LONDON: January 20, 2016. Control Risks, a consultancy that helps organizations manage risk and recognize opportunities, says business and politics now face increasing “insurgency” - a common challenge that is capable of rapidly upsetting the status quo.
In its 2016 ‘Risk Map’ survey of the year ahead, company CEO Richard Fenning notes that this new insurgent model – “makeshift, audacious and willing to seek out unconventional funding” – applies as much to Libyan militia gangs as it does to Palo Alto start-ups.
“Beware the disrupter who is handed the reins of power” he declares, citing the example of Russian president Vladimir Putin: “Russian foreign policy has been built on a strategy of disruption – a skillful ability to unsettle the West in eastern Ukraine, Crimea and Syria with the aim of restoring Russia’s international prestige.
“Nobody should underestimate the ability of Putin and foreign minister Sergei Lavrov to continue to outmaneuver their opponents in this game of geopolitical chess, or the amount of genuine sentiment that underpins their domestic support” says Fenning, who nevertheless warns that at the current price of oil, Russia’s reliance on a hydrocarbon-based economy cannot be ignored forever.
He claims another disrupter is prime minister of India Narendra Modi who, he says, must live up to his promise to change the way the country is governed: “Having swept to power with his own brand of Gujarati radicalism on a wave of iconoclastic popular support that shattered the Congress-dominated consensus, he now faces the same popular intolerance of inaction that he exploited so cleverly in opposition,” observes Fenning.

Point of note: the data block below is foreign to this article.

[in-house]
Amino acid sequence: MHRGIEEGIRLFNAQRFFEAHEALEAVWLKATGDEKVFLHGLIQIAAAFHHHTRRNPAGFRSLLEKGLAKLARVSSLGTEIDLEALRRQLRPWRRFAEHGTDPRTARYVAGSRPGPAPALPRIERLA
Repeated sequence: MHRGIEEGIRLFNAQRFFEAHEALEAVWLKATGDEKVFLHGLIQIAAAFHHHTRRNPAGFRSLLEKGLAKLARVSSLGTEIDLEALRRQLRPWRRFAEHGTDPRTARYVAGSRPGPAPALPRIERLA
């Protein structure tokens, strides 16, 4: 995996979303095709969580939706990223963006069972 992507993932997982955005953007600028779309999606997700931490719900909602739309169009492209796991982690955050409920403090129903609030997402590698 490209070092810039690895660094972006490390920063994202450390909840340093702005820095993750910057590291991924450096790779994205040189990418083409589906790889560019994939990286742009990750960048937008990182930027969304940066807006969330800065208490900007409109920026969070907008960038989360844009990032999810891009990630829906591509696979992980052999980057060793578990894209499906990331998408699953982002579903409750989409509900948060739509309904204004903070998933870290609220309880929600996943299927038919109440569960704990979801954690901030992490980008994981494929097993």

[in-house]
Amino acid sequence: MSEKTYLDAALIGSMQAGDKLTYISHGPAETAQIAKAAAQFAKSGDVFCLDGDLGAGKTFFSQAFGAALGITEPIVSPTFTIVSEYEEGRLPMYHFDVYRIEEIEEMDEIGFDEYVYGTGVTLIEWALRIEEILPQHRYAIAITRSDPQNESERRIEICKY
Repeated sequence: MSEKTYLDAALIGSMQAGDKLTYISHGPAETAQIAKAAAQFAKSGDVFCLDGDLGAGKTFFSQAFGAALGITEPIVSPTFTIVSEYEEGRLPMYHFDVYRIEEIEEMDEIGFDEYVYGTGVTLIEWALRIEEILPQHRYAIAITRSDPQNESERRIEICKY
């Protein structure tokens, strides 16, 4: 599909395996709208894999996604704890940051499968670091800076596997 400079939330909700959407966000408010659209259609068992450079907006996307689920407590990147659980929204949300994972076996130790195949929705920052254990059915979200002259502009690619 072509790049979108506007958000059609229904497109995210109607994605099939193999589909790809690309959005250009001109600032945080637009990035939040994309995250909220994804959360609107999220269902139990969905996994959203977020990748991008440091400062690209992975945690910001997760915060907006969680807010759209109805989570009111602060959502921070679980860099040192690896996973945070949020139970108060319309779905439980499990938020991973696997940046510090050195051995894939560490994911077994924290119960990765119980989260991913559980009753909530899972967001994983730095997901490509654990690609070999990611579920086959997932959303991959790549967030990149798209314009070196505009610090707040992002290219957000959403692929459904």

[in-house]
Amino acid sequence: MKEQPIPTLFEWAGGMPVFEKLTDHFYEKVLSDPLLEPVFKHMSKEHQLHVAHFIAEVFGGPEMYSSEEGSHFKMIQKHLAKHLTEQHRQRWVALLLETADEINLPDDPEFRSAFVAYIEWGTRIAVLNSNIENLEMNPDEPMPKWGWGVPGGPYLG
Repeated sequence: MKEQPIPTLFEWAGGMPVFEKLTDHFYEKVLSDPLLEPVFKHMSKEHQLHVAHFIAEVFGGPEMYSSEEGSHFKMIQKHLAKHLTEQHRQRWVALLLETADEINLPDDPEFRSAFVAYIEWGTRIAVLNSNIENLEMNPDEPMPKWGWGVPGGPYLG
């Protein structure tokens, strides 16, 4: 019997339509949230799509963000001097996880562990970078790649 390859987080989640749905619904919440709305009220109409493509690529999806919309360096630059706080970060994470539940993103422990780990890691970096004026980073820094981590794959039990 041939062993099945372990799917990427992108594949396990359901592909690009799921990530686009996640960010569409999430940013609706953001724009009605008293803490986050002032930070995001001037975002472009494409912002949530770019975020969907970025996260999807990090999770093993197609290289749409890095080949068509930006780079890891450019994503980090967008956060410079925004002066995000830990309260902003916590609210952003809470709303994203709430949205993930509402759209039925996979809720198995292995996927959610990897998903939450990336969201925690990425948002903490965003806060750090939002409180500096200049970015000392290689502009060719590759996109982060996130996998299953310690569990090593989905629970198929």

But behind the ego and ideology, the latest Control Risks report suggests the biggest potential disrupter this year is another financial crisis triggered by any combination of the end of cheap money, the migration (or another) EU crisis, or a Chinese hard landing. “The prospect of a repeat variation of 2008 may only be lurking in the shadows, [but] the prospect of presidents Barack Obama, Xi Jinping and Putin coming together to avert financial peril seems sadly remote,” the company adds.
Despite the dire possibilities Fenning concludes: “Each year we are at pains to emphasize that, for all the apparent insecurity that surrounds us (Yemen/WFP above), the world remains full of promise for the well-prepared investor. Risk is a necessary precondition for opportunity, and 2016 will be no exception.”